Comment by benquo on Integrity and accountability are core parts of rationality · 2019-07-16T03:54:44.689Z · score: 4 (2 votes) · LW · GW

I'm not saying that people "should try" to use their beliefs to model and act in reality.

I'm saying that some people's minds are set up such that stated beliefs are by default reports about a set of structurally integrated (and therefore logically consistent) constraints on their anticipations. Others' minds seem to be concerned with making socially desirable assertions, where apparent consistency is a desideratum. The first group is going to have no trouble at all "acting in accordance with [their] stated beliefs about the world" so long as they didn't lie when they stated their beliefs, and the sort of accountability you're talking about seems a bit silly. The second group is going to have a great deal of trouble, and accountability will at best cause them to perform consistency when others are watching, not to take initiative based on their beliefs. (Cf. Guess culture screens for trying to cooperate.)

Comment by benquo on Integrity and accountability are core parts of rationality · 2019-07-16T03:20:48.881Z · score: 2 (1 votes) · LW · GW

This post seems like it's implying that integrity is a thing you might do a little more or less of on the margin depending on incentives. But some integrity is because people are trying to use their beliefs to model and act in reality, not just to be consistent.

Comment by benquo on Integrity and accountability are core parts of rationality · 2019-07-16T03:09:48.616Z · score: 6 (3 votes) · LW · GW

This post's focus on accountability kind of implies a continuous model of integrity, and I think there's an important near-discrete component which is, whether you're trying to use beliefs to navigate the world, or just social reality. Nightmare of the Perfectly Principled explored this a bit; enforcing consistency in a way that's not about trying to use beliefs doesn't help that much. For people who are trying to use their mental structures to model the world, pressure towards inconsistency doesn't register as a temptation to be nobly avoided, it registers as abuse and gaslighting.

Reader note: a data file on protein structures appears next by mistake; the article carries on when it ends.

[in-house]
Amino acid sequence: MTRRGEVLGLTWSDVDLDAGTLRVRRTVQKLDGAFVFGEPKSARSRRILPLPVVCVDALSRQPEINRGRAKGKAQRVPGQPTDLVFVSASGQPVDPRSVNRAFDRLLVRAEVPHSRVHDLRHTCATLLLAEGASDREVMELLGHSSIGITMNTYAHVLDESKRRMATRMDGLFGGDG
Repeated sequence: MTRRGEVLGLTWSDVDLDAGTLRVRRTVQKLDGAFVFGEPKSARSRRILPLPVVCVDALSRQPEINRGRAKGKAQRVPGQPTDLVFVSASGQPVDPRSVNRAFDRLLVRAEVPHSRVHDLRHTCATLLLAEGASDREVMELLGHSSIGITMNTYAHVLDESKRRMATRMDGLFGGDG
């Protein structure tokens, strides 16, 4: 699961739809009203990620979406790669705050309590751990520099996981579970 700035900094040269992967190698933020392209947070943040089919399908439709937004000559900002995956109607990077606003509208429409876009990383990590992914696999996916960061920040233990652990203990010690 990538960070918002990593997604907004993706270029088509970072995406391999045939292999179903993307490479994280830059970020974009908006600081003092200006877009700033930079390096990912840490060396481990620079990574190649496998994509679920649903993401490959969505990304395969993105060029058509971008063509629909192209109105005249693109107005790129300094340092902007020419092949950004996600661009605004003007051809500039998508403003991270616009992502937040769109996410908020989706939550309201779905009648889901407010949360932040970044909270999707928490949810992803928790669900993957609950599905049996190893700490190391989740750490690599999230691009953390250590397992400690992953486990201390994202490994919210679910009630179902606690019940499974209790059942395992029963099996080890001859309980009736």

Comment by benquo on Reclaiming Eddie Willers · 2019-07-15T05:16:44.719Z · score: 9 (2 votes) · LW · GW

Overall I think this post would benefit from some exploration of what you think people who are disparaging loyalty are implicitly trying to do. Is there an implied strategy there? What sort of world does that strategy build? How is it different from the strategy or strategies with a place for loyalty as a virtue?

This will necessarily involve speculating about others' covert motives, which is sometimes thought to be impolite, but I think it's fair to speculate about the motives of the sort of people who level covert plausibly-deniable death threats at you such as "a Hufflepuff among Slytherins will die as surely as among snakes."

Comment by benquo on Reclaiming Eddie Willers · 2019-07-15T05:05:15.211Z · score: 12 (4 votes) · LW · GW

Thanks for engaging with this difficult subject seriously and carefully. When I talk about keeping loyalty in your core identity, part of what I'm trying to point to is a tendency to interpret criticism of particular loyalty behaviors (e.g. the depiction of Eddie Willers) as an attack on your essence as a person. Sometimes that kind of criticism really is just an attempt to lower the prestige of the loyalty drive, other times the content of the critique is just a claim that some loyalties are misplaced, and very often things are going to contain some mixture of the two, and you have some choice about what part to focus on.

It's possible that unconditionally accepting your preference for justified-loyalty as a part of you might make it easier to accept such critiques. I expect that to work best if you're also willing to believe in an integrated way that they also serve who only stand and wait, i.e. able to go a while without external validation of the loyalty trait.

Comment by benquo on Reclaiming Eddie Willers · 2019-07-15T03:14:53.809Z · score: 19 (4 votes) · LW · GW